When I get time I am going to start designing a UPRT, (in the USA, an Emergency Recovery course), tailored to the needs of the GA pilot.

Alan Cassidy

I am not sure exactly how there can be training to recover from an "Advanced Upset", nor how there might be a an "Advanced" category to upset prevention, which is a binary matter - you avoid it or you don't.
In my view, the best training to follow on from basic, mandatory UPRT, if the student is to become more safe in a greater variety of aircraft, is actual aerobatic manoeuvre training. On this side of the Atlantic, at least, we now have a syllabus and a primary qualification for aerobatics at the entry level.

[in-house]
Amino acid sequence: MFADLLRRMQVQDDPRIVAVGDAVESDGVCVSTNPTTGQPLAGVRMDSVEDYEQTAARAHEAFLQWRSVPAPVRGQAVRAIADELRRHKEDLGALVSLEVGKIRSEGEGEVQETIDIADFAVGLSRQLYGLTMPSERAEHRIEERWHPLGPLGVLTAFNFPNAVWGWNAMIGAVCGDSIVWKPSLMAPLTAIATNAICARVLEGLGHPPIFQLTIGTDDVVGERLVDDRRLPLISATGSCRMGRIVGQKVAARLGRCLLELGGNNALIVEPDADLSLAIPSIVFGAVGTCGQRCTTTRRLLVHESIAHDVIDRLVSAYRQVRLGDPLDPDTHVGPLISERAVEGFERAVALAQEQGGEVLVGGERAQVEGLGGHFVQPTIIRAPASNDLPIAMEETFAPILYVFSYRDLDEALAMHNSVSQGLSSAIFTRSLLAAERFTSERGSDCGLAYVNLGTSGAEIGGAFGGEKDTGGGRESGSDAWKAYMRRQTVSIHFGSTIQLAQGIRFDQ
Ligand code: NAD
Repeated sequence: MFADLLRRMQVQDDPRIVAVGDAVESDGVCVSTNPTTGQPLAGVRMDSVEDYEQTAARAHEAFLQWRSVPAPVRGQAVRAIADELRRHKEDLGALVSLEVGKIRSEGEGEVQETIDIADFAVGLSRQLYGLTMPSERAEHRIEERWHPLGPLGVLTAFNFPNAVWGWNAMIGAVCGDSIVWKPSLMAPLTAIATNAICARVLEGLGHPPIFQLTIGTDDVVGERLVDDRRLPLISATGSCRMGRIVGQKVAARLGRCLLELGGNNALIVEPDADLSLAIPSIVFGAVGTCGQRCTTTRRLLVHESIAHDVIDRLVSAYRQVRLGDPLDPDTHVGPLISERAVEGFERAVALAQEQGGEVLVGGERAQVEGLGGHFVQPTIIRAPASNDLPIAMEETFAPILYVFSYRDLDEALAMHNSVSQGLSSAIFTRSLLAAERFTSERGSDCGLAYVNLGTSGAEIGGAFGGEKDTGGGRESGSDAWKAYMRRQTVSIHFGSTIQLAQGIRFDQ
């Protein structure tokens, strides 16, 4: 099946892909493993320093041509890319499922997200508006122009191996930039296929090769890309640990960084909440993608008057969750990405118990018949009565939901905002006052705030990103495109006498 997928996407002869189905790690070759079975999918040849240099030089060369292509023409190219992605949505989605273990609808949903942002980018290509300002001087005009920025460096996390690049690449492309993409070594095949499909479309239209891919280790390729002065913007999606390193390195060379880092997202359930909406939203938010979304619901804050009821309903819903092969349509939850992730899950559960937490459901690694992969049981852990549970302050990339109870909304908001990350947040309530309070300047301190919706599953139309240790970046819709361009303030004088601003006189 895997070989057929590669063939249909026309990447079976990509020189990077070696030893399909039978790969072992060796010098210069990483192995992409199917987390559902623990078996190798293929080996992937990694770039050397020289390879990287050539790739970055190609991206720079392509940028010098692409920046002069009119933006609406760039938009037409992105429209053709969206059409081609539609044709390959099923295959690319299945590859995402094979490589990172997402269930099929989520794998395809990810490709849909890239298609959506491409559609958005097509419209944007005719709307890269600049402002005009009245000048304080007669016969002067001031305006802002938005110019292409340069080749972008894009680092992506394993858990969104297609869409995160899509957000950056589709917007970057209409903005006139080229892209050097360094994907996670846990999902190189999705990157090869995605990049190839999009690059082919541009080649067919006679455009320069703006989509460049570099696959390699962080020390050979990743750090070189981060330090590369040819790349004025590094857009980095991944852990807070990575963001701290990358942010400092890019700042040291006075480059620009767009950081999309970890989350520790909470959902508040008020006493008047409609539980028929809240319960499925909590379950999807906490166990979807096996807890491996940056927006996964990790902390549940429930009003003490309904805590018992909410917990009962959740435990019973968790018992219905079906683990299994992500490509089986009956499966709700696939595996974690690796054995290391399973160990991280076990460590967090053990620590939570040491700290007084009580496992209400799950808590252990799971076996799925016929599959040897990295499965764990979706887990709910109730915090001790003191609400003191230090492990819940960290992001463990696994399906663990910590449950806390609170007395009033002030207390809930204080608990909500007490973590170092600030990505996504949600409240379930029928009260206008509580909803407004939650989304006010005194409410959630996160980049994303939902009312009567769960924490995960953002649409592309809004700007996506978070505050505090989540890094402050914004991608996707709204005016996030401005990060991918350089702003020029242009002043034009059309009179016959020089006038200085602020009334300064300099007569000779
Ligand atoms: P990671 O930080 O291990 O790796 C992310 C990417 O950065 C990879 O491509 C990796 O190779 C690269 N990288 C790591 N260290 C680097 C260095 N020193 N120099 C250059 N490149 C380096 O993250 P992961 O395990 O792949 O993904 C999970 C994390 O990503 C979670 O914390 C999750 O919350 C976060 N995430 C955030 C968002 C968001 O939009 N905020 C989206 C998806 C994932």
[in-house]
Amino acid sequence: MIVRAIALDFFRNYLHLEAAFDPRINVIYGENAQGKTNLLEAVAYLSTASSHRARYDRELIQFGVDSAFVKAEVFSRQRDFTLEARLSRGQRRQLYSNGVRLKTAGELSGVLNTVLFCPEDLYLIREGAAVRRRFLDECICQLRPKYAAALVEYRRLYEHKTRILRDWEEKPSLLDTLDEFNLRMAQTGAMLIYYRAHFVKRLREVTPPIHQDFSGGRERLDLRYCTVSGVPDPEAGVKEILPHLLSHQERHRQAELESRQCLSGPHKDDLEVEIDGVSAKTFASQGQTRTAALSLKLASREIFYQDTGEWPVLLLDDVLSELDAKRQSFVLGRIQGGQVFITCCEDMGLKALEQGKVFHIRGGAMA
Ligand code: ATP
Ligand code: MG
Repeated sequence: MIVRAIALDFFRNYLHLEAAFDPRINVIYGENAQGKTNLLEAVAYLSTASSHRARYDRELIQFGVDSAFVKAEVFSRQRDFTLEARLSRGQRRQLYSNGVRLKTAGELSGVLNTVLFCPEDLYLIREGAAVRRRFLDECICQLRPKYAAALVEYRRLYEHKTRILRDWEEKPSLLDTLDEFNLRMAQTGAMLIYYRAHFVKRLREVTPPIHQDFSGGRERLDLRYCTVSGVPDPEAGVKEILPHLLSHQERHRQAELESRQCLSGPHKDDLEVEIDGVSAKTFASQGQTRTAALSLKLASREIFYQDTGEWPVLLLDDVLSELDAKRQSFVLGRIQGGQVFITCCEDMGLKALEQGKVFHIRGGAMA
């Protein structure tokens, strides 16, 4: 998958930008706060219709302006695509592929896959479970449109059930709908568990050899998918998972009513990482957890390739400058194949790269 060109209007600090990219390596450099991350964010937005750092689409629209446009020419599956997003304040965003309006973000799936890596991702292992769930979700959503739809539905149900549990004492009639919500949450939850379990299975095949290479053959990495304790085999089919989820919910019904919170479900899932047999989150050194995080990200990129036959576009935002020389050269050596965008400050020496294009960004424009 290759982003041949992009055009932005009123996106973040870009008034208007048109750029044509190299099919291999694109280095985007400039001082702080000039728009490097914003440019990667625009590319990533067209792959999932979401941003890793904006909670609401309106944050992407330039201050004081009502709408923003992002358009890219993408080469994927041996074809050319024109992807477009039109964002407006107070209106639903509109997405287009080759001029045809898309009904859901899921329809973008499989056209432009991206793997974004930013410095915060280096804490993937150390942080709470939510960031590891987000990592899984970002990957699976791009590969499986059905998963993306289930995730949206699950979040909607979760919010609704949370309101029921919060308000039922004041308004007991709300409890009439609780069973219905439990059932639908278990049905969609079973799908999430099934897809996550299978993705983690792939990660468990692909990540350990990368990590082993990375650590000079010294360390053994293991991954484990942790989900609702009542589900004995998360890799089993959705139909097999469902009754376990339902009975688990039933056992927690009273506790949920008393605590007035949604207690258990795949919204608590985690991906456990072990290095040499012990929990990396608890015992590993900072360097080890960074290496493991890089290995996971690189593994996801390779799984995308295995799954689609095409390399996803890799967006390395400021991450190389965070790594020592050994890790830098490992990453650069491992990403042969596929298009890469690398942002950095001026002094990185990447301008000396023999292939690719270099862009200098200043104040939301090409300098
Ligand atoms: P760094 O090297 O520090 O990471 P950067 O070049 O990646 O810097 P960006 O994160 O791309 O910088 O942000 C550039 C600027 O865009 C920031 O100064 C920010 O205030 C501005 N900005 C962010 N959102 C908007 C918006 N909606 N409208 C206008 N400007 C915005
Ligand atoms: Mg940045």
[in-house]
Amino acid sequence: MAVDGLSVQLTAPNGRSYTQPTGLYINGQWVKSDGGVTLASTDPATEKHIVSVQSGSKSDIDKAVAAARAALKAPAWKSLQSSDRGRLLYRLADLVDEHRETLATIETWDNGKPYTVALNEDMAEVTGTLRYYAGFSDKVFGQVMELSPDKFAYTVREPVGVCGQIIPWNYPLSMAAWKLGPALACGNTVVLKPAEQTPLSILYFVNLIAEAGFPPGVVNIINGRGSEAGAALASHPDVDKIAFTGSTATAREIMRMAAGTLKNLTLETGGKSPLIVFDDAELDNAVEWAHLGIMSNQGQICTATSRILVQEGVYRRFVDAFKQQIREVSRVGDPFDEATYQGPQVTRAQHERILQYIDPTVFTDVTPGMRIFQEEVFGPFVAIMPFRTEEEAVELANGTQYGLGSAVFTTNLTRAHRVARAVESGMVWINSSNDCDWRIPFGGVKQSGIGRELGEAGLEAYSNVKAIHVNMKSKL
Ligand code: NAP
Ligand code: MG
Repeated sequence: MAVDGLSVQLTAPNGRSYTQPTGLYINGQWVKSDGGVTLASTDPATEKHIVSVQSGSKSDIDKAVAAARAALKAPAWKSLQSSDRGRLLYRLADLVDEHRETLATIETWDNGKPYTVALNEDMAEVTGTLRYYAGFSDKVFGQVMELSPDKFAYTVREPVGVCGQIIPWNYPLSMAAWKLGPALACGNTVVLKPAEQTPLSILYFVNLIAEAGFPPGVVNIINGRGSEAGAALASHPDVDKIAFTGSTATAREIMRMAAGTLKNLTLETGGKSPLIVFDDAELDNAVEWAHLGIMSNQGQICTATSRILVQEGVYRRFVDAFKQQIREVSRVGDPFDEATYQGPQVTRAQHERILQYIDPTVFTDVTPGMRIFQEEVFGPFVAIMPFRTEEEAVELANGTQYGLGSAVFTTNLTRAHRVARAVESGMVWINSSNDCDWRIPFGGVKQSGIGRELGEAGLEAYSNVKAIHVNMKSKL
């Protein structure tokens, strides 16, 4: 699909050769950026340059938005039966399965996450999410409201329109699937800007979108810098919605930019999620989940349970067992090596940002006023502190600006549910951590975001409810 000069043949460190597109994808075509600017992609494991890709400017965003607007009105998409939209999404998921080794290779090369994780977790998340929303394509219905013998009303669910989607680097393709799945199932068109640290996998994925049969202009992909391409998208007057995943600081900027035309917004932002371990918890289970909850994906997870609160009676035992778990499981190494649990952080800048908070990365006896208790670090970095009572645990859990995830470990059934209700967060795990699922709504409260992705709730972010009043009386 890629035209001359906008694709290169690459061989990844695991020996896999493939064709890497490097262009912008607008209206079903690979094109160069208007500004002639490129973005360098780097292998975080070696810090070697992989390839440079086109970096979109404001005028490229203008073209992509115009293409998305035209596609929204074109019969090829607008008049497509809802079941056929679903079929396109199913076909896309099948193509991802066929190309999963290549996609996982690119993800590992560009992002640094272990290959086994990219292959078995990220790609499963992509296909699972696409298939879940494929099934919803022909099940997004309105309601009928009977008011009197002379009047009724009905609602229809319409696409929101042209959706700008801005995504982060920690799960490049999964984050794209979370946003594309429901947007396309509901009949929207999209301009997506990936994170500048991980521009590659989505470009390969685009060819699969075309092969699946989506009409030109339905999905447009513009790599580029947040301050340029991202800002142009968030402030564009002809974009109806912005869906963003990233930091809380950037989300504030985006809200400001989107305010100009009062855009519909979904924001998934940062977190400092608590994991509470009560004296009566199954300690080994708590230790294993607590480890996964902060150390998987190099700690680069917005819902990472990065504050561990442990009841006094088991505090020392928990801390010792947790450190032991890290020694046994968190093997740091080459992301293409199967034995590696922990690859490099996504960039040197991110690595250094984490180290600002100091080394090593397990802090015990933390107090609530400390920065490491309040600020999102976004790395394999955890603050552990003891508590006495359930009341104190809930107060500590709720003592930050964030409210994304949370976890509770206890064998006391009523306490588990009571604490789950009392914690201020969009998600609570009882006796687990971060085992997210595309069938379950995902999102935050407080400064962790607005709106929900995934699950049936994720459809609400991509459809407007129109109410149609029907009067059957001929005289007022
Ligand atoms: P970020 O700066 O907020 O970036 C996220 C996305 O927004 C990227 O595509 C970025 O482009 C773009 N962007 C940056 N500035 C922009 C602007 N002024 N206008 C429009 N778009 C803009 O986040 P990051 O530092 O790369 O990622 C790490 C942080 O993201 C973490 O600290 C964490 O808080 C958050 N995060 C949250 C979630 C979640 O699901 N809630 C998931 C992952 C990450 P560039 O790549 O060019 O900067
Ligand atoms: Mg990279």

Air Devil

Hi Alan. Basic and Advanced UPRT are the terms and associated course content mandated by EASA. These are geared towards the future commercial airline pilot. Academic subjects include a wide range of causal factors such as automation and system anomalies etc. Probably only relevant to a minority of GA pilots. Even though I agree with your comment regarding aerobatic training, aerobatics is not everyones cup of tea.
I think that a similar but simpler approach to the issues more relevant to the GA pilot is the way to go. If they want more, than can always follow an aerobatic rating course. My 2 cents worth.

Anonymous (not verified)